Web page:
Coming Soon:

The following books by Robert Paul Wolff are available on Amazon.com as e-books: KANT'S THEORY OF MENTAL ACTIVITY, THE AUTONOMY OF REASON, UNDERSTANDING MARX, UNDERSTANDING RAWLS, THE POVERTY OF LIBERALISM, A LIFE IN THE ACADEMY, MONEYBAGS MUST BE SO LUCKY, AN INTRODUCTION TO THE USE OF FORMAL METHODS IN POLITICAL PHILOSOPHY.
Now Available: Volumes I, II, III, and IV of the Collected Published and Unpublished Papers.

NOW AVAILABLE ON YOUTUBE: LECTURES ON KANT'S CRITIQUE OF PURE REASON. To view the lectures, go to YouTube and search for "Robert Paul Wolff Kant." There they will be.

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Wednesday, June 27, 2012

WHAT FUN

My blog post about E. O. Wilson's book has already triggered an interesting series of comments.  I followed the link to Richard Dawkins' extremely negative review, and then read with enjoyment some of the many, many comments attached to it.  This is, for me, pure fun. I don't have anything at stake in this fight, so I can just sit back and enjoy it.  I have read with great pleasure books by both Dawkins [THE ANCESTOR'S TALE] and Wilson, and I simply have no idea which of them is right.  Dawkins thinks Wlson does not understand the mathematics in the 2010 paper Wilson co-authored with two mathematicians, and the commentators to Dawkins' review think he doesn't understand it either.  I am tempted to look up the paper and see whether I can understand it!  Anyway, I welcome comments, both from amateurs like me and from any pros out there who may be reading my blog.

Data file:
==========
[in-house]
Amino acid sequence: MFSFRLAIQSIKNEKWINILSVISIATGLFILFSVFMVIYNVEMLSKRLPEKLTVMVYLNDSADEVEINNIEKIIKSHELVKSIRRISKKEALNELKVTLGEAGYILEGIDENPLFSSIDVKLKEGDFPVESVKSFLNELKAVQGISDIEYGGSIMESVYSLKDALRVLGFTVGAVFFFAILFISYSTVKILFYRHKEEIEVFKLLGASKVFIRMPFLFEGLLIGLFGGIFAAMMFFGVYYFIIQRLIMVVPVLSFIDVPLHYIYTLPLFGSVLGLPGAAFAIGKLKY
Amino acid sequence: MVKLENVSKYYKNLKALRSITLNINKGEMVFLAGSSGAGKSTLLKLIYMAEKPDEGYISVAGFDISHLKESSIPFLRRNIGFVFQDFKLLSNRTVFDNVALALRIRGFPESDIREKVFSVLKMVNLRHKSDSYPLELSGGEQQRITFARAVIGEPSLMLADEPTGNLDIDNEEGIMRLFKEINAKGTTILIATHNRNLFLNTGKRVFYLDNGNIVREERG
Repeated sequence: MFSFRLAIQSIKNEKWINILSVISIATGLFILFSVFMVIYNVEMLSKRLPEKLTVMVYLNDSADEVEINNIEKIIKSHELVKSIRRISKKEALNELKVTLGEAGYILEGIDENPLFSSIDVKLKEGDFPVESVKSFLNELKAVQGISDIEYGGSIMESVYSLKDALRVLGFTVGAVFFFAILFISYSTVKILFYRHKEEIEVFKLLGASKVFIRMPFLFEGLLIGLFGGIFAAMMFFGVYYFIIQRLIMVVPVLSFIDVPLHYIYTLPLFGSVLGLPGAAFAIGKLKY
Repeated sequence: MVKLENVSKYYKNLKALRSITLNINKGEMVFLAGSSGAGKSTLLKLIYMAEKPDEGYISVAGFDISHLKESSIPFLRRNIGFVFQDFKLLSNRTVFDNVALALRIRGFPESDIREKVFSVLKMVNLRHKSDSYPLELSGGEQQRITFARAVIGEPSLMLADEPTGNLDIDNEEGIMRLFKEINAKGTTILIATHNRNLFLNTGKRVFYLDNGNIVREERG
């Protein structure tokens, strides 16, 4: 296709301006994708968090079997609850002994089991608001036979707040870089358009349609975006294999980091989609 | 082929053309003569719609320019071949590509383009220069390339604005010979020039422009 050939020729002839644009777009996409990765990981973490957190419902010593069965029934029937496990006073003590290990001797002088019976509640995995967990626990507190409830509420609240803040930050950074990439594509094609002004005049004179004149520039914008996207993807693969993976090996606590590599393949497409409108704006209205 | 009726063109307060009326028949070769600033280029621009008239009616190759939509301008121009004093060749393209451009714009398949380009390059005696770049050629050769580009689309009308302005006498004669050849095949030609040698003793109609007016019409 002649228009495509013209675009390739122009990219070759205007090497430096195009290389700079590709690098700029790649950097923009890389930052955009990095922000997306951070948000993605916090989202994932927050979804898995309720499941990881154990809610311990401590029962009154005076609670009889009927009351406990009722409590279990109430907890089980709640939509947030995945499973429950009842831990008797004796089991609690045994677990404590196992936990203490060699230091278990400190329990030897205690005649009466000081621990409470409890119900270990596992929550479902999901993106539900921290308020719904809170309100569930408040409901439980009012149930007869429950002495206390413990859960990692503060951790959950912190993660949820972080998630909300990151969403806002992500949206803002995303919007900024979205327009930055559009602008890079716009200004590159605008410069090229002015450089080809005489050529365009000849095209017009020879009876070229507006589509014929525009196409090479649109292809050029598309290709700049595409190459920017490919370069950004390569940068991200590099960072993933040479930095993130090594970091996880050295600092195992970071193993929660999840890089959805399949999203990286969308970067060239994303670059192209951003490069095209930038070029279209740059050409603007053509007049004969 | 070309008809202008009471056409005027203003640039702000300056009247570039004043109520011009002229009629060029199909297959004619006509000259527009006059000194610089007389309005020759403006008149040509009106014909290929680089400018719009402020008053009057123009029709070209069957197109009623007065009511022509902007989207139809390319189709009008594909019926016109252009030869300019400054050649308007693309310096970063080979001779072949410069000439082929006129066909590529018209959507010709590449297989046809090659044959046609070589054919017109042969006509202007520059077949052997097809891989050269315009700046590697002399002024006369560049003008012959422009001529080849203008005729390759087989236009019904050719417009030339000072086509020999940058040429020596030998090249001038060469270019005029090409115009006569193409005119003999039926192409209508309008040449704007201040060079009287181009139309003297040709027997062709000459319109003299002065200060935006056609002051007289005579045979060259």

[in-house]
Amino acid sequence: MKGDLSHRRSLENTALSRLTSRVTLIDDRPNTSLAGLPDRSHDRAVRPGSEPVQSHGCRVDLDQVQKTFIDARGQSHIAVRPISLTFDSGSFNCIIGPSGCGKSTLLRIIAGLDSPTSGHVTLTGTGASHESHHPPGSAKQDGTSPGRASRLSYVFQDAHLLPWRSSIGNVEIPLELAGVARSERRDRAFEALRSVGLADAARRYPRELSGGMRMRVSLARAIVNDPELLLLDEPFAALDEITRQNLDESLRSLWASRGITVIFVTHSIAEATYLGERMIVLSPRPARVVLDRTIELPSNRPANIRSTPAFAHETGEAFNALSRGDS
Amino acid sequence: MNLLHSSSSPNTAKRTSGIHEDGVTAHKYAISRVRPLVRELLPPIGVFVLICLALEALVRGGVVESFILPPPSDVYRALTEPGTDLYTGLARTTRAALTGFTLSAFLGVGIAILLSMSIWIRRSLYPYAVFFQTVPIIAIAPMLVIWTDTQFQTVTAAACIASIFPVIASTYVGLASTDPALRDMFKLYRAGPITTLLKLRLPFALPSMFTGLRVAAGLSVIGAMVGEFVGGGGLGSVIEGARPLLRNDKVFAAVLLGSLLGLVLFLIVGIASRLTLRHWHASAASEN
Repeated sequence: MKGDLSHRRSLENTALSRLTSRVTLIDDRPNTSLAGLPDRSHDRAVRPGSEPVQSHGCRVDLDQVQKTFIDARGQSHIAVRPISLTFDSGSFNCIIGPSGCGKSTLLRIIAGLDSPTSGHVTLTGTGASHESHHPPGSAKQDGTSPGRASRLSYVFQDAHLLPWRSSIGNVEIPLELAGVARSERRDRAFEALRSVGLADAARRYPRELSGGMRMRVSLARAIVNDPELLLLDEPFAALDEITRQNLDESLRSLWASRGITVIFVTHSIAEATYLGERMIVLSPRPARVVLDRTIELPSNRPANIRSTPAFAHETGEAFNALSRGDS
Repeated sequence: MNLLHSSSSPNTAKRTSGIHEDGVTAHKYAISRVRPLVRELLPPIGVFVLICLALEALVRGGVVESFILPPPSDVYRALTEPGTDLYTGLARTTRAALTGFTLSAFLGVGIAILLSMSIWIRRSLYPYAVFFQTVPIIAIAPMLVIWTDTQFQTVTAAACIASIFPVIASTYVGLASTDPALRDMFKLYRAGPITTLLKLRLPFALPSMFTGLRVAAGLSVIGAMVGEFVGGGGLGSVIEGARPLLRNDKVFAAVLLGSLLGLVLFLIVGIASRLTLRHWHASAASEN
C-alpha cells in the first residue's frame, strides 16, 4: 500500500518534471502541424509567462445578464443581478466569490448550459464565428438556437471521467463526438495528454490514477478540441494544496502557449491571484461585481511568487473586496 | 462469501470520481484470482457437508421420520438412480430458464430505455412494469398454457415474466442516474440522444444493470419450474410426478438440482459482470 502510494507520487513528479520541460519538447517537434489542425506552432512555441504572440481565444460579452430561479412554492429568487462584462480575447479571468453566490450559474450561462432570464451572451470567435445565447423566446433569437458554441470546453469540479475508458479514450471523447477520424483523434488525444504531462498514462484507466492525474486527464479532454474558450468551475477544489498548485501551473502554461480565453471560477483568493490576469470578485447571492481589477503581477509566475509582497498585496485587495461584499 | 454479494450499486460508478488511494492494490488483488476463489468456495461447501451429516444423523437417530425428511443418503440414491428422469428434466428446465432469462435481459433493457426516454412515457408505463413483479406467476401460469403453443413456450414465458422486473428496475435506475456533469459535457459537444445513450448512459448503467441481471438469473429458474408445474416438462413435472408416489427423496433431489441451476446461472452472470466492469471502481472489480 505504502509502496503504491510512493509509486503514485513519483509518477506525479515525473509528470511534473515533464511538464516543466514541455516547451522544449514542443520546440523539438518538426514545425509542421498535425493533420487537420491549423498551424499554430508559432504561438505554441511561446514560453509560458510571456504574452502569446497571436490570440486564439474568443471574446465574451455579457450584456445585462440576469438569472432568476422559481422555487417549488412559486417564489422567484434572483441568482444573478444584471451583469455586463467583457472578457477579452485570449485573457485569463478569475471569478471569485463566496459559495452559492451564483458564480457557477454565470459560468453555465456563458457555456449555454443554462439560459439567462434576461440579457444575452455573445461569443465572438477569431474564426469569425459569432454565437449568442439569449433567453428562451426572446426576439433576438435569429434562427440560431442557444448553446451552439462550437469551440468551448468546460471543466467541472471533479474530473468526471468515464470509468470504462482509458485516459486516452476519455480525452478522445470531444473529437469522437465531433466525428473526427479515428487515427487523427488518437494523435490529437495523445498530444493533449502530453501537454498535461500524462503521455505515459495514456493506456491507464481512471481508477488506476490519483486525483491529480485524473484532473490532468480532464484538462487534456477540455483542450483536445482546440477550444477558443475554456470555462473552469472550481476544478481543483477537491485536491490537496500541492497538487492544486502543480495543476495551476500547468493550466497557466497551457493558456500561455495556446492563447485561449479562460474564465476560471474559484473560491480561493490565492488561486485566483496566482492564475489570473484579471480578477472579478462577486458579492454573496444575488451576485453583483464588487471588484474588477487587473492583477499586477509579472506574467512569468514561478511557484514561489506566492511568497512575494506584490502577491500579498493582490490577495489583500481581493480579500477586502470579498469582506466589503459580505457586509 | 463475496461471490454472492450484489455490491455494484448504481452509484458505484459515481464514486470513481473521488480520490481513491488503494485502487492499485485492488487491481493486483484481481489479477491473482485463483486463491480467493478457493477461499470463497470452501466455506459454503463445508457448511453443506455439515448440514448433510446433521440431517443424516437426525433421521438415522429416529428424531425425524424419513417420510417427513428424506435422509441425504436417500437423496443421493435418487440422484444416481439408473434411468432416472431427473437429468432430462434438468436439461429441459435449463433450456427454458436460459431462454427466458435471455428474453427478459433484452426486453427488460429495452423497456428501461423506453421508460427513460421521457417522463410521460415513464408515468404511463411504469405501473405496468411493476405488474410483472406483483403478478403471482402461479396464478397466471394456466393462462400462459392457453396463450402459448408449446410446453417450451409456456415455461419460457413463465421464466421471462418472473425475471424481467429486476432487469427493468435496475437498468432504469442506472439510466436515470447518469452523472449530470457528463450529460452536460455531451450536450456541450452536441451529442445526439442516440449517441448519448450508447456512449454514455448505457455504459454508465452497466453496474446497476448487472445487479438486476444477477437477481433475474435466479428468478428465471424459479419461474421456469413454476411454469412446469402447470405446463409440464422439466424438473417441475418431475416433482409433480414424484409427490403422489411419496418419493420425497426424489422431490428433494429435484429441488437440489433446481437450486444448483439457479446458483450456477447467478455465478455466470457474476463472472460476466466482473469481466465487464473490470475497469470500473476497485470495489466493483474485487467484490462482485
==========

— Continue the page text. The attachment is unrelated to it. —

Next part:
4 comments:

Nick said...

Jerry Coyne has been covering Wilson and group selection on his blog and has quite a few links to criticisms of Wilson's 2010 paper. I'm not a biologist, but it seems that Wilson is in the minority here.

Also, have you read Trivers' The Evolution of Reciprocal Altruism? It offers a different mechanism than the Hamiltonian kin selection that from your account it sounds like Wilson is attacking.

And while I'm giving links, Frans de Waal is a favorite author of mine and here he is giving a great TED talk about the moral behavior of animals.

Chris said...

Professor Wolff,
Like you I'm in no position to judge the accuracy of Dawkins vs Wilson - especially since I never read Wilson. Maybe I've been reading too much Hegel, Marx, and dialectics, but Dawkins theory seems TOO reductionist for me. Wilson's idea that selection is going to select more than a gene, more than a species, and often a group, or ecosystem, seems more holistic and sound to me, at face value. Scientist hate holistic solutions, since they're best at reducing everything down to the point of a quark, but there's just so many Universal variables (by this I mean the actual Universe), to reduce the survival of all species down to kin, or gene selection, seems as philosophically uninteresting, and narrow-minded, as breaking all notions of free-will, choice, and consciousness, down to the a subatomic dance....Thoughts?

Oren said...

Chris - I think the problem is that there has to be an explanation that accounts for evolutionary dominance of the group behavior at the level of genetic selection. Genes are the things that become more or less common through their favorable or unfavorable effect on the organism's reproduction. The question is whether Wilson et al's theory can account for this.

"Scientists hate holistic solutions" is just pointless rudeness. Scientists are trying to understand. Saying "wow that sounds really cool" isn't understanding. (Now I'm being rude.) Science works by going to the root causes of a phenomenon and building up to the observations by a logical chain - which is why math is so commonly part of the reasoning.

Mark Caldeira said...

There's an interesting point/counterpoint in the June issue of Discover Magazine by E.O. Wilson, who argues that war is inevitable and "embedded in our very nature," while John Horgan, author of the new "The End of War," counters that Wilson, whom Horgan admires, is wrong and that war is a "cultural innovation" that is perhaps 10,000 years old or less. On this I tend to side with Horgan.

Have you read Martin Nowak's 2011book, "SuperCooperators?"